Calling for Ban on Dangerous Gas Storage, Residents Occupy State Regulatory Building
'It is unconscionable that these regulators are putting people at risk while giving companies a pass,' declared one activist
While others demonstrated below, a pair of climate activists in San Francisco on Tuesday scaled the headquarters of the California Public Utilities Commission (PUC) to protest the regulatory body's failure to adequately address the danger posed by underground natural gas storage facilities in the state.
Highlighted by the nearly four-month leak at the natural gas facility run by SoCalGas company at Aliso Canyon near the town of Porter Ranch, the group of campaigners outside the PUC building—in addition to the two who scaled its front and dropped a large banner above the entrance—say that failure to properly monitor such sites is both a risk to local residents as well as the planet due to the clear climate impacts of gas and oil drilling.
Those on the ground held signs reading, "Natural Gas Hurts Communities" and "Stop Climate Change: Keep Fossil Fuels in the Ground," while the the larger banner hung from the building said, "Natural Gas Leaks: Shut It All Down" in large black letters.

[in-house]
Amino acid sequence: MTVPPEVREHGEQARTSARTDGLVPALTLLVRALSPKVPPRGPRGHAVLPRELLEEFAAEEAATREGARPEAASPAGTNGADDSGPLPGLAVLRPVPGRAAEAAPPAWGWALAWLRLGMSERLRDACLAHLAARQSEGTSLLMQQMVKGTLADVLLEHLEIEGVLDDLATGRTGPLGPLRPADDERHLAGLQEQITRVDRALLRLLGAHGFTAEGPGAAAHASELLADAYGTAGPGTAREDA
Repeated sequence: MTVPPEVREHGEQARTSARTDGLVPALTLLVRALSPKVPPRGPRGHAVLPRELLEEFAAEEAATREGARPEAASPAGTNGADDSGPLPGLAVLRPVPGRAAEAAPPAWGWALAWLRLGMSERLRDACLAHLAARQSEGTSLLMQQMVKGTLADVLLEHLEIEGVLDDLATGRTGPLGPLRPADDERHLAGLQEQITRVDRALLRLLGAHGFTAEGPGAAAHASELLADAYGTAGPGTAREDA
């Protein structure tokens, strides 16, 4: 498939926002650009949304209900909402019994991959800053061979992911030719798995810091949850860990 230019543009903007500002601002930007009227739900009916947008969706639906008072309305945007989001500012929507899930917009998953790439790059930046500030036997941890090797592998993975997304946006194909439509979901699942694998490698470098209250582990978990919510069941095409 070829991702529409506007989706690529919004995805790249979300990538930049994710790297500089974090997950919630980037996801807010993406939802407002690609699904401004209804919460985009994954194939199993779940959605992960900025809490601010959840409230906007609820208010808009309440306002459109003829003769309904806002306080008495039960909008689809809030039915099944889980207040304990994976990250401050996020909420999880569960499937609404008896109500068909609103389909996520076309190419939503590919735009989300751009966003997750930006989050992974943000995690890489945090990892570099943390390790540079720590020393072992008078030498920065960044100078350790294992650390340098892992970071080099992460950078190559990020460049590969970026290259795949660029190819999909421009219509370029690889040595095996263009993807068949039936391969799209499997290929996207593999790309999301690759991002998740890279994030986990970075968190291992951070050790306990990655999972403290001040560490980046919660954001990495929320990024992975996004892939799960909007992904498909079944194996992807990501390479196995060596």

"It is unconscionable that these regulators are putting people at risk while giving companies a pass," said Kelsey Baker, from Occupy San Francisco Environmental Justice and one of the two people currently occupying the ledge.
The dramatic protest was scheduled to coincide with the arrival of U.S. Energy Secretary Ernest Moniz in southern California where he is scheduled to tour the Aliso Canyon facility later on Tuesday. Since the leak began in October, an estimated 96,000 metric tons of methane have escaped into the atmosphere, leaving many area residents sick and forcing thousands from their homes.
Even though SoCalGas has now claimed it has stopped the leak at the Aliso Canyon site, one of a dozen such facilities in the states, the demonstrators say the fact that this particular operation had not faced a major inspection since 1976 proves just how sparsely regulated the gas industry is by the state.
“While plugging the leak at Aliso Canyon has been a good step, today we are demanding that the PUC shut down all gas storage facilities," said Christy Tennery-Spalding from Diablo Rising Tide, the San Francisco Bay Area chapter of Rising Tide North America. "Until they do," she said, "we are occupying the PUC."